An apparent assault of a protester inside the grounds of the Chinese consulate in Manchester is concerning, UK prime minister's spokesperson said after a video emerged of a man being dragged and beaten by several men.
In video footage circulated by domestic outlets, a man in a black cap and ponytail was hauled through a gate into the grounds of the Chinese consulate, where he was kicked and punched by five men as he lay on the ground.
One grey-haired man in a blue beret, glasses and scarf could also be seen grabbing the victim's hair.
Police at the scene eventually stepped through the gate and pulled the man out.
The victim, who has since been identified as a Hong Kong pro-democracy activist called Bob, is said to have been participating in the demonstration against President Xi Jinping in front of the consulate.
"They dragged me inside, they beat me up," Bob told the public broadcaster BBC.
"It's ridiculous. [The attackers] shouldn't have done that. We are supposed to have the freedom to say whatever we want here [in the UK]."
"These reports are obviously deeply concerning," a Downing Street spokesperson told reporters on Monday.
"I understand Greater Manchester Police responded immediately to the incident. I am conscious that their enquiries are ongoing, so it would be inappropriate for me to comment beyond that."
Consulate staff 'should be held accountable'
The incidents have sparked strong reactions in the UK, amid high tensions in recent years between London and Beijing, especially over Hong Kong, a former British colony ceded in 1997.
The chair of the parliamentary Foreign Affairs Committee, Alicia Kearns, called on Home Secretary Suella Braverman and Foreign Secretary James Cleverly to "urgently investigate".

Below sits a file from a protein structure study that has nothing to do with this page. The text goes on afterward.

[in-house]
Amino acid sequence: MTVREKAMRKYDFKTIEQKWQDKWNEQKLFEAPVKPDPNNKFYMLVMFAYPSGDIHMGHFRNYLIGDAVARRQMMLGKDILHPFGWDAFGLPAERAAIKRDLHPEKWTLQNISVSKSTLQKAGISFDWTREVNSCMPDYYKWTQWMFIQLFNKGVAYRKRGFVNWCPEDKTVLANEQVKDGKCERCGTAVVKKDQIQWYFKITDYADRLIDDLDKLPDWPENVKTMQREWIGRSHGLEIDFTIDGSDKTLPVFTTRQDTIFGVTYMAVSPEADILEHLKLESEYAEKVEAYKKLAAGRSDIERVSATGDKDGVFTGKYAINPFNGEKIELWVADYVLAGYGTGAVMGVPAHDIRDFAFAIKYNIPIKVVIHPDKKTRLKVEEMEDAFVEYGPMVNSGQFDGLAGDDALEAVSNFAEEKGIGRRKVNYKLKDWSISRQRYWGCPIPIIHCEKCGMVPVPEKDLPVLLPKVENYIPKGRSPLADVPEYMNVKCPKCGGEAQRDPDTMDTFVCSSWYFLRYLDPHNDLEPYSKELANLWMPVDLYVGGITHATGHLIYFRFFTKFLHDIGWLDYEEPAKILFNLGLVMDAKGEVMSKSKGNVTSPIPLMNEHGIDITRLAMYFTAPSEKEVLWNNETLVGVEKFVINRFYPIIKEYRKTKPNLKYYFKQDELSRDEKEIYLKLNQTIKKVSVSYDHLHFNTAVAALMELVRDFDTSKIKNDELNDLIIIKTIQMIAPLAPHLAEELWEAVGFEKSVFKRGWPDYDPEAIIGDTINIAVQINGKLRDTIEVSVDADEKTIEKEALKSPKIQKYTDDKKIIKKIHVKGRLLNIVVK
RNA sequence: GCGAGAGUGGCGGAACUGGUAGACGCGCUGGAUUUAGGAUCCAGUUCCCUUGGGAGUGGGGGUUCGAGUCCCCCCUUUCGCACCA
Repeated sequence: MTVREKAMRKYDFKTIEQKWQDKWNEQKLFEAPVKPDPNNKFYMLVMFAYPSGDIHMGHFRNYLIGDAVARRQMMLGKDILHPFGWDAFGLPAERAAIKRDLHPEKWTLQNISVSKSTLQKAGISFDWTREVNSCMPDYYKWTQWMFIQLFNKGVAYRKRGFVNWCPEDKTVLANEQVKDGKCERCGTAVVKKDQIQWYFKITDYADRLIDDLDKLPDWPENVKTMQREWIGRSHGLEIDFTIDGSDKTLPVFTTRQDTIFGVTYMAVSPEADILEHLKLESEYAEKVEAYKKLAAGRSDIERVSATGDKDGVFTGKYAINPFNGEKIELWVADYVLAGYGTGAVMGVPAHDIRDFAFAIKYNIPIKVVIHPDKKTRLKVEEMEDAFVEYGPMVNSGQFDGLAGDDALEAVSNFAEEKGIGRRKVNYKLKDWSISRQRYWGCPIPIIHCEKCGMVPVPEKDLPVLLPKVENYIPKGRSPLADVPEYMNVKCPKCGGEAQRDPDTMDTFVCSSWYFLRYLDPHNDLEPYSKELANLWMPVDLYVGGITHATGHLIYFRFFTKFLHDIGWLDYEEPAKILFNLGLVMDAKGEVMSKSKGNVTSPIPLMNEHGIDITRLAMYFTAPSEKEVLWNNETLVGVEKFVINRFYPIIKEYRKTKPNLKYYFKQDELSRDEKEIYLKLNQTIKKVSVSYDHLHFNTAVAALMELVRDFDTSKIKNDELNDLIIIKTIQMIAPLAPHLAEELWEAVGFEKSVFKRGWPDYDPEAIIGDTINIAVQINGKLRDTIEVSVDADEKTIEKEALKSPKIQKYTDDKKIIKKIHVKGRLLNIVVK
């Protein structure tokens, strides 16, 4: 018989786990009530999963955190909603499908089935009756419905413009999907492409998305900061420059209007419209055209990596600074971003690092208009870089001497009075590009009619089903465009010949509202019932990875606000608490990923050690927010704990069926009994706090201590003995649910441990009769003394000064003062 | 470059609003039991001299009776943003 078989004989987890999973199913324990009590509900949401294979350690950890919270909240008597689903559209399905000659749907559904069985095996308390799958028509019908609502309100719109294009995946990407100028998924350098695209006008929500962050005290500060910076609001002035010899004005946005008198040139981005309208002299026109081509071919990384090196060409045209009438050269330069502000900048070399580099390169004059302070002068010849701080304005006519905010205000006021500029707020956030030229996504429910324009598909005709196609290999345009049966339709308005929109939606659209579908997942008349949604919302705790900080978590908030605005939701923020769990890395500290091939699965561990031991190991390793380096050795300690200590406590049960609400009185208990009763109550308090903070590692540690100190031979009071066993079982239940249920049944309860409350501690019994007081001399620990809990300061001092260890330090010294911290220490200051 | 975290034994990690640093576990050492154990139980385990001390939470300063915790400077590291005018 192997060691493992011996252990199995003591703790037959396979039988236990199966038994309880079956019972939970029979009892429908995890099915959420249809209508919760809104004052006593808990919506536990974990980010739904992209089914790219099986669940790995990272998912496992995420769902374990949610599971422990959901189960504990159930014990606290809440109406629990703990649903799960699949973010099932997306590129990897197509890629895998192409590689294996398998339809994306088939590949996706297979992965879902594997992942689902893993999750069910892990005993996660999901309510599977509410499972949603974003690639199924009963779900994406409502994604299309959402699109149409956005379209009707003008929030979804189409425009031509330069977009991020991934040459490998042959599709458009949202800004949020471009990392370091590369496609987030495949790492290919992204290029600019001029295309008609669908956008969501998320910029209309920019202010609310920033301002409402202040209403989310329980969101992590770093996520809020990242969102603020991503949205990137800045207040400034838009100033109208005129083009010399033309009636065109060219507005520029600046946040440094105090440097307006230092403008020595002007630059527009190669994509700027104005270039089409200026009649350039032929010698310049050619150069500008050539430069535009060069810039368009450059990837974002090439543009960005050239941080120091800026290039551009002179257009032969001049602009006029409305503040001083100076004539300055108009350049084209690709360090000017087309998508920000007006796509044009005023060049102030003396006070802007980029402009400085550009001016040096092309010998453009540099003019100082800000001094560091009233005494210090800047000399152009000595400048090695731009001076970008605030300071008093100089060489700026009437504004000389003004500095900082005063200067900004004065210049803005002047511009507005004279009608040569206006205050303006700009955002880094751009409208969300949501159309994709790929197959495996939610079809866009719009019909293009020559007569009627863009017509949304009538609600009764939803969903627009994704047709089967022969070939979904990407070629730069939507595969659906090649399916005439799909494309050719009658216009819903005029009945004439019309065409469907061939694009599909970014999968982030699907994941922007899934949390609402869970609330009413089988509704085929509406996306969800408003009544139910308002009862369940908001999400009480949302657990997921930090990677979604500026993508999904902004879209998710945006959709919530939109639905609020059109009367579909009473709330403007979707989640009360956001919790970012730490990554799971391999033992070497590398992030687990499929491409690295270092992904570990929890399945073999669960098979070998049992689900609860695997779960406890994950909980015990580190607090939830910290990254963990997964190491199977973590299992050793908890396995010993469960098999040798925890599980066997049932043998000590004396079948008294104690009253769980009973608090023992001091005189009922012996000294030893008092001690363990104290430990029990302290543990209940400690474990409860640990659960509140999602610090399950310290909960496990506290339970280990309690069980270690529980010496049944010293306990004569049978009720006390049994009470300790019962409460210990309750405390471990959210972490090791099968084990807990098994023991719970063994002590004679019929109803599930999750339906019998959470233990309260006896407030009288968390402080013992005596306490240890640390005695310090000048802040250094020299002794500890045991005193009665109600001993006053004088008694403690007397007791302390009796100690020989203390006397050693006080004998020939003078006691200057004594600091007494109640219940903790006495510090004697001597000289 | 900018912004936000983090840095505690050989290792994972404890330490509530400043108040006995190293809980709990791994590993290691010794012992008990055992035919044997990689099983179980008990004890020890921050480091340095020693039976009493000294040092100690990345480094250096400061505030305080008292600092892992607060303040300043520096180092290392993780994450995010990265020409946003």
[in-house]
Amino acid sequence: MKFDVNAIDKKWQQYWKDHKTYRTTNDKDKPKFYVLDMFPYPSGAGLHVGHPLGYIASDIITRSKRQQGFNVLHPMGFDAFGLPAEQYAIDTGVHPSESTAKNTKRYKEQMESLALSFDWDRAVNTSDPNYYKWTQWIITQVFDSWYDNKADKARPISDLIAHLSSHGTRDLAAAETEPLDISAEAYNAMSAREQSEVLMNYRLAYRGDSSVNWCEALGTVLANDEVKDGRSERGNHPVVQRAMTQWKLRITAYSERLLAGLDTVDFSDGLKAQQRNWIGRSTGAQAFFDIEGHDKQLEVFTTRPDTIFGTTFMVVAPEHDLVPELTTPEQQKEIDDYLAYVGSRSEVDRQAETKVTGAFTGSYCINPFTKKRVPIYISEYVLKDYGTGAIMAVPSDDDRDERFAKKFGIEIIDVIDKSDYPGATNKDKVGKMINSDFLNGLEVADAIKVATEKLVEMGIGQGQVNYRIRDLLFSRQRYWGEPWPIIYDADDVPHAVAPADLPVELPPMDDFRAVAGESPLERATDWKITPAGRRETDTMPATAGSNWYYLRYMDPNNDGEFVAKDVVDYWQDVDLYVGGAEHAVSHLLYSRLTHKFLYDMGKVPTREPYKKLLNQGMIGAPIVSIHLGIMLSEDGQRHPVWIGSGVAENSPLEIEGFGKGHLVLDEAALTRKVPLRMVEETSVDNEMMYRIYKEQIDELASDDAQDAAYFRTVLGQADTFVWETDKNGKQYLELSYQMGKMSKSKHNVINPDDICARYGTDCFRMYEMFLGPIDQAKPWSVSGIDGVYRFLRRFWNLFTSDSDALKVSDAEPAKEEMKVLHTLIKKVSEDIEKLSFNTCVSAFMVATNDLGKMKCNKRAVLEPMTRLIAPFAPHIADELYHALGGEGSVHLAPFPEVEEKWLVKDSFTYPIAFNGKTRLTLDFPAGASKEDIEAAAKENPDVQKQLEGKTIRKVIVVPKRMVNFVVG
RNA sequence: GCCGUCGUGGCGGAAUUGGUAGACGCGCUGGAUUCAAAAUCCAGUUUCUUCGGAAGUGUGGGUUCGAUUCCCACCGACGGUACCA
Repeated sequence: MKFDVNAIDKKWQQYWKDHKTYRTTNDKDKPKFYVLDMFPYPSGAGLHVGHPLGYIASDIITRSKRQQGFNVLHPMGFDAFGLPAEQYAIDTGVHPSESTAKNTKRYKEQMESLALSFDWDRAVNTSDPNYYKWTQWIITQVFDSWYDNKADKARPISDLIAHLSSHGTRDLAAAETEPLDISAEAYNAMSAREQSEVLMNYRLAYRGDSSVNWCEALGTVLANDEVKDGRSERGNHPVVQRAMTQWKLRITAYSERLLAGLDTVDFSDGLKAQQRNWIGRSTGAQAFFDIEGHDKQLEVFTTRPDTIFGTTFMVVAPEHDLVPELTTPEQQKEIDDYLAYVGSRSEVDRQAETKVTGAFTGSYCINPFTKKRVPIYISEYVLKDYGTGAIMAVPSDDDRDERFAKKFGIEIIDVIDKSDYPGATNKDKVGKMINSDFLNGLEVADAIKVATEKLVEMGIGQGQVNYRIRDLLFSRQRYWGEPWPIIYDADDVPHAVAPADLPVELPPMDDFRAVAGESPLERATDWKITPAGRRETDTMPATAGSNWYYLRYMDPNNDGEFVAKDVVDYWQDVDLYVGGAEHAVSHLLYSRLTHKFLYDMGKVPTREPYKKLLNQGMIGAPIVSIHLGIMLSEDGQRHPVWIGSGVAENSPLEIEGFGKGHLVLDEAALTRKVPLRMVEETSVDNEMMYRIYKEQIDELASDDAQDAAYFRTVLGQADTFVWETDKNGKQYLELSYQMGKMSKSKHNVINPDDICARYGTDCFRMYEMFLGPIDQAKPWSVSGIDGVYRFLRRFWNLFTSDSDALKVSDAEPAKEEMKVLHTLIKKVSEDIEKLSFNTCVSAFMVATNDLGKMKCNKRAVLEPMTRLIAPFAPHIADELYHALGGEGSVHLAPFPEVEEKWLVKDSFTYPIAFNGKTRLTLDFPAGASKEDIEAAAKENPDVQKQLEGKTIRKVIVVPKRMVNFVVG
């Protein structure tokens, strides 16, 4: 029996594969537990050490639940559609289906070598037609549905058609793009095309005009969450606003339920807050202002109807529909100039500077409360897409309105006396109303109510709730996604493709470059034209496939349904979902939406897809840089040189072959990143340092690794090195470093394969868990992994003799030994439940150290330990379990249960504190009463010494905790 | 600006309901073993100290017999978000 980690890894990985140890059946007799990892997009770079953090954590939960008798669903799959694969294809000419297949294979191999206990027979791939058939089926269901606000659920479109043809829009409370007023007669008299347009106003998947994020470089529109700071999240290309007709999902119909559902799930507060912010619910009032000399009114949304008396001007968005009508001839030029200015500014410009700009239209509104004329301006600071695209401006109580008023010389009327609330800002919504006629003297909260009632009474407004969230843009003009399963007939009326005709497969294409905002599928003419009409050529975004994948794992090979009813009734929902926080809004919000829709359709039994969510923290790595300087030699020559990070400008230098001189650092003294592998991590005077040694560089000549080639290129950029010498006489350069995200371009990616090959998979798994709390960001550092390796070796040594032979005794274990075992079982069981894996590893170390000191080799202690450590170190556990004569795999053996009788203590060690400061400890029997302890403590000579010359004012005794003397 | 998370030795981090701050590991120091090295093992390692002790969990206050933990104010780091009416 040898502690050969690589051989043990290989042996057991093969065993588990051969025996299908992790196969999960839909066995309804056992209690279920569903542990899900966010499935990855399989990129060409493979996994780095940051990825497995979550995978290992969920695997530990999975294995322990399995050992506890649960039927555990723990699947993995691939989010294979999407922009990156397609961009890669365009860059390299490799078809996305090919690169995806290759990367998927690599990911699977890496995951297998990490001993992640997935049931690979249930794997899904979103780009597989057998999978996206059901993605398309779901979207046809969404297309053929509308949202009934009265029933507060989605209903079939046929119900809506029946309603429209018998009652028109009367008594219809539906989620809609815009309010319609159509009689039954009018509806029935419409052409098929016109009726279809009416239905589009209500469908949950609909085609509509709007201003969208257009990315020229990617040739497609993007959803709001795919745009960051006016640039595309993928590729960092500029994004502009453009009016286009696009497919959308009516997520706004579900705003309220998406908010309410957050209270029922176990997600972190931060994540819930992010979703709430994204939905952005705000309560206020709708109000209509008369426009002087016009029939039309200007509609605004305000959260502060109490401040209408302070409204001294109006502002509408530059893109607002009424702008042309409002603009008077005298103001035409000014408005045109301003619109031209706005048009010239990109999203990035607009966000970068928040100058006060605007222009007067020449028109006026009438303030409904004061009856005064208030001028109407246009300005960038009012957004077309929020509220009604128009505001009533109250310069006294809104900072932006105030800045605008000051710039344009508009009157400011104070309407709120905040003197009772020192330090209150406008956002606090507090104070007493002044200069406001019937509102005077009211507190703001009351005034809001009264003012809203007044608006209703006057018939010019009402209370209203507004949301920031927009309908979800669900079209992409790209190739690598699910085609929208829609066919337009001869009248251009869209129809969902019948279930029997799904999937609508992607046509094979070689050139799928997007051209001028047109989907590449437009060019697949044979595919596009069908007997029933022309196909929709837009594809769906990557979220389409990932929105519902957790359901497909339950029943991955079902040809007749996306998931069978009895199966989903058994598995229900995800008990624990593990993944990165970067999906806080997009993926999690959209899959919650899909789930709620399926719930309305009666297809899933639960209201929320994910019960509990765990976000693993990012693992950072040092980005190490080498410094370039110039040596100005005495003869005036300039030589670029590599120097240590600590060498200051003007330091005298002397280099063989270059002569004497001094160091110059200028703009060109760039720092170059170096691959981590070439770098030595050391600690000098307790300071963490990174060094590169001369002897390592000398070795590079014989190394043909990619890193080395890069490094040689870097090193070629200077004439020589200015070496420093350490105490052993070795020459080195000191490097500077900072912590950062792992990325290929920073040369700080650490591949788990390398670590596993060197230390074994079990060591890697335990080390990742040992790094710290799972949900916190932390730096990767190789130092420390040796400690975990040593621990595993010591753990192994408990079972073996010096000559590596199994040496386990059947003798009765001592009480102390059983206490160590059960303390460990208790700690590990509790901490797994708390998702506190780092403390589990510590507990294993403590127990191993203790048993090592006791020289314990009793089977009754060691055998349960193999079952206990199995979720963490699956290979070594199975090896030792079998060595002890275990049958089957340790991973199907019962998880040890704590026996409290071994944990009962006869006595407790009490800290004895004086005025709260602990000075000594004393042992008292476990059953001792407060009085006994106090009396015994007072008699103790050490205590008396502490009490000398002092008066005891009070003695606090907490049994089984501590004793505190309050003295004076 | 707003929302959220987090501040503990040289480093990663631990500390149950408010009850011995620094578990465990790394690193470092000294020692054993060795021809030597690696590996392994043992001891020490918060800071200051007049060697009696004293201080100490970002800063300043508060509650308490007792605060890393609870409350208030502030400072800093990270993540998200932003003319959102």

"The CCP will not import their beating of protestors and denial of free speech to British streets," Kearns wrote on Twitter. "The Chinese Ambassador should be summoned and if any official has beaten protesters, they must be expelled or prosecuted."
"If the consulate staff responsible (for the incident) are not held accountable, Hongkongers would live in fear of being kidnapped and persecuted," Hong Kong pro-democracy activist Nathan Law, who resides in the UK after fleeing Hong Kong, said on Twitter.
Sunday's protest took place on the first day of the twice-a-decade congress of China's ruling Communist Party in Beijing, during which Xi is widely expected to win a third leadership term.
Several protest banners had earlier been placed outside the consulate, one with the words, "Heaven will destroy the Chinese Communist Party", and a caricature of Xi wearing a crown, according to pictures from the scene.
The events came on the day of the opening of the Communist Party congress in Beijing, which is expected to give President Xi Jinping a third term.
"We are not aware of the situation you describe," a Chinese foreign ministry spokesman, Wang Wenbin, told AFP. "The Chinese embassy and consulates in the UK have always respected the laws of the host country," he added.